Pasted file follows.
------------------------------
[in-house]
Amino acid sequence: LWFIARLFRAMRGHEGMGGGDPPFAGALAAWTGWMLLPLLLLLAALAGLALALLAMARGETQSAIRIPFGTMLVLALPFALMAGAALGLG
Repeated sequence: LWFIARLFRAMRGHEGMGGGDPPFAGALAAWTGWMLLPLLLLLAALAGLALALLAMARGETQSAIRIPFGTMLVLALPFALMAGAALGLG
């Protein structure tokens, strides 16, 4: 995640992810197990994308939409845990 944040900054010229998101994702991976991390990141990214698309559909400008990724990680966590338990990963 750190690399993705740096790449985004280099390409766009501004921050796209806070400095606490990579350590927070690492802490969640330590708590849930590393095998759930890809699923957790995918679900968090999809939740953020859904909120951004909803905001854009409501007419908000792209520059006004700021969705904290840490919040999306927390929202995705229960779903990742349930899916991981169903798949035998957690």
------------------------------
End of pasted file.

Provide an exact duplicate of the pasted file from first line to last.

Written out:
[in-house]
Amino acid sequence: LWFIARLFRAMRGHEGMGGGDPPFAGALAAWTGWMLLPLLLLLAALAGLALALLAMARGETQSAIRIPFGTMLVLALPFALMAGAALGLG
Repeated sequence: LWFIARLFRAMRGHEGMGGGDPPFAGALAAWTGWMLLPLLLLLAALAGLALALLAMARGETQSAIRIPFGTMLVLALPFALMAGAALGLG
């Protein structure tokens, strides 16, 4: 995640992810197990994308939409845990 944040900054010229998101994702991976991390990141990214698309559909400008990724990680966590338990990963 750190690399993705740096790449985004280099390409766009501004921050796209806070400095606490990579350590927070690492802490969640330590708590849930590393095998759930890809699923957790995918679900968090999809939740953020859904909120951004909803905001854009409501007419908000792209520059006004700021969705904290840490919040999306927390929202995705229960779903990742349930899916991981169903798949035998957690």